What is L-Norvaline?
L-norvaline is an amino acid, it's rather uncommon and most sources are synthetic, but it does occur naturally.
It's an isomer of the branch chain amino acid valine, but norvaline is a non branched amino acid.
It appears in a number of "pump" based pre-workouts because of its role as an arginase inhibitor.[2,3]
If you aren't sure what that is, don't feel alone... it's a pretty complex subject, but we're going to give you a simple and to the point explanation.
What are the benefits?
In order to understand the benefits of L-norvaline, you need to have some general background information on the nitric oxide (NO) cycle.
As you can see in the graphic on the right, arginine is required for the production of NO.
It's not that simple though, arginine isn't always used to produce NO. There are two major enzymes that compete for arginine, nitric oxide synthase (NOS) and arginase.[4,5]
When arginine is metabolized by NOS, it gets converted into either nitric oxide (NO) or citrulline. On the other hand, if the arginine gets broken down by arginase, it becomes either ornithine or urea.[6,7]
What does all of this have to do with l-norvaline?
It's simple... L-norvaline blocks arginase from breaking down arginine.
In turn, this allows the arginine to get broken down by NOS, which ultimately leads to a greater rate of conversion to NO. It's this reason that norvaline makes an excellent addition to arginine supplements.
You can think of norvaline as the guard dog protecting your arginine from getting broken down into urea.
The "not so nice" side of norvaline
There is a dark side to norvaline...
Due to it's inhibitory effect on the synthesis of urea, over time l-norvaline can cause an ammonia buildup.
The good news is, these effects can be negated by another NO booster, citrulline.
Citrulline has been proven to be extremely effective at clearing ammonia from the body.[9,10,11] As mentioned above, it provides an even greater boost in NO synthesis.
You can read more on our citrulline page for more information.
The takeaway message here is:
Be careful if you are going to use l-norvaline as a standalone supplement. If you decide to go that route, you'll need to have a strategy in place for preventing an ammonia build up.
The bottom line
L-norvaline is a potent compound with a lot to offer, however, you have to use it wisely. You can greatly increase both the safety and efficacy of l-norvaline when you stack it with arginine, and citrulline.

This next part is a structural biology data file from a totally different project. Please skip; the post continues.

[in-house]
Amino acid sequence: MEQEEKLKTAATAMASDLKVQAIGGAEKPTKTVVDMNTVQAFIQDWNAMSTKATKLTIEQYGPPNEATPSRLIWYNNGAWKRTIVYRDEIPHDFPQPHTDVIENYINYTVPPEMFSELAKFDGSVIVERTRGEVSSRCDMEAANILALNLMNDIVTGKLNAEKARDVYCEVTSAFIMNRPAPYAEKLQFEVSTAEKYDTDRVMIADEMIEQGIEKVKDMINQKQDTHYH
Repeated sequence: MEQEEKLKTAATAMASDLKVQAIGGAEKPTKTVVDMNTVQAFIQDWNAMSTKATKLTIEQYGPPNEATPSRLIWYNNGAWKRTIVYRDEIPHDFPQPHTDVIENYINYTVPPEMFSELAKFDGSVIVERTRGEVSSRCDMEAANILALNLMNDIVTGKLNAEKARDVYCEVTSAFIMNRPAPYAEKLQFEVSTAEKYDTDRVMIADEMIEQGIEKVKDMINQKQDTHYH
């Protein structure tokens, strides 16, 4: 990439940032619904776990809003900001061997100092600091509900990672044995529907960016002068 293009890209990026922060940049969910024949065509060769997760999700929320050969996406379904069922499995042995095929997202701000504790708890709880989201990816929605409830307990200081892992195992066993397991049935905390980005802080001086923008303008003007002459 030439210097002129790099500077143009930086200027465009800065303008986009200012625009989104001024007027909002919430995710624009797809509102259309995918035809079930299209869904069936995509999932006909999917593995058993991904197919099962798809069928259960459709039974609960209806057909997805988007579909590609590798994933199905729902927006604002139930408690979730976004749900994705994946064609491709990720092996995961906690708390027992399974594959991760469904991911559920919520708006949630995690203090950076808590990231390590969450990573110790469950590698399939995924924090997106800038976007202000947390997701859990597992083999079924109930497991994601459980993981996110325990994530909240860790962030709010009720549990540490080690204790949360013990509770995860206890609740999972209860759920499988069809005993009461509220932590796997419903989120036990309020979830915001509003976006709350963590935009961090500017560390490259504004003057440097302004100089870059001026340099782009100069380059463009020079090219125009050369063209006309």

It will work hand-in-hand with your arginine supplement, protecting it from getting broken down into waste - thus increasing the rate of nitric oxide synthesis. The citrulline will lend further support to the synthesis of nitric oxide, while simultaneously counteracting the ammonia buildup brought on by l-norvaline.
- Merriam-Webster; "Norvaline;"
- Pokrovskiy M., et al.; International journal of hypertension; "Arginase Inhibitor in the Pharmacological Correction of Endothelial Dysfunction;" June 2011
- Ming XF., et al.; BMC cardiovascular disorders; "Inhibition of S6K1 accounts partially for the anti-inflammatory effects of the arginase inhibitor L-norvaline;" March 2009
- Chang CI., et al.; The American journal of physiology; "Arginase modulates nitric oxide production in activated macrophages;" January 1998
- Priyanka D., et al.; PLOS Pathogens; "Modulation of the Arginase Pathway in the Context of Microbial Pathogenesis: A Metabolic Enzyme Moonlighting as an Immune Modulator;" June 2010
- Yang Z., Ming XF.; Current hypertension reports; "Endothelial arginase: a new target in atherosclerosis;" April 2006
- Mori M., Gotoh T.; Biochemical and biophysical research communications; "Regulation of nitric oxide production by arginine metabolic enzymes;" September 2000
- Takeyori S., et al.; The journal of biochemistry; "Regulation of Urea Synthesis in Rat LiverInhibition of Urea Synthesis by L-Norvaline;" March 1979
- Rabier D., Kamoun P.; Amino Acids; "Metabolism of citrulline in man;" 1995
- Callis A., et al.; Arzneimittel-Forschung; "Activity of citrulline malate on acid-base balance and blood ammonia and amino acid levels. Study in the animal and in man;" June 1991
- Kaore SN., et al.; Fundamental & clinical pharmacology; "Citrulline: pharmacological perspectives and its role as an emerging biomarker in future;" February 2013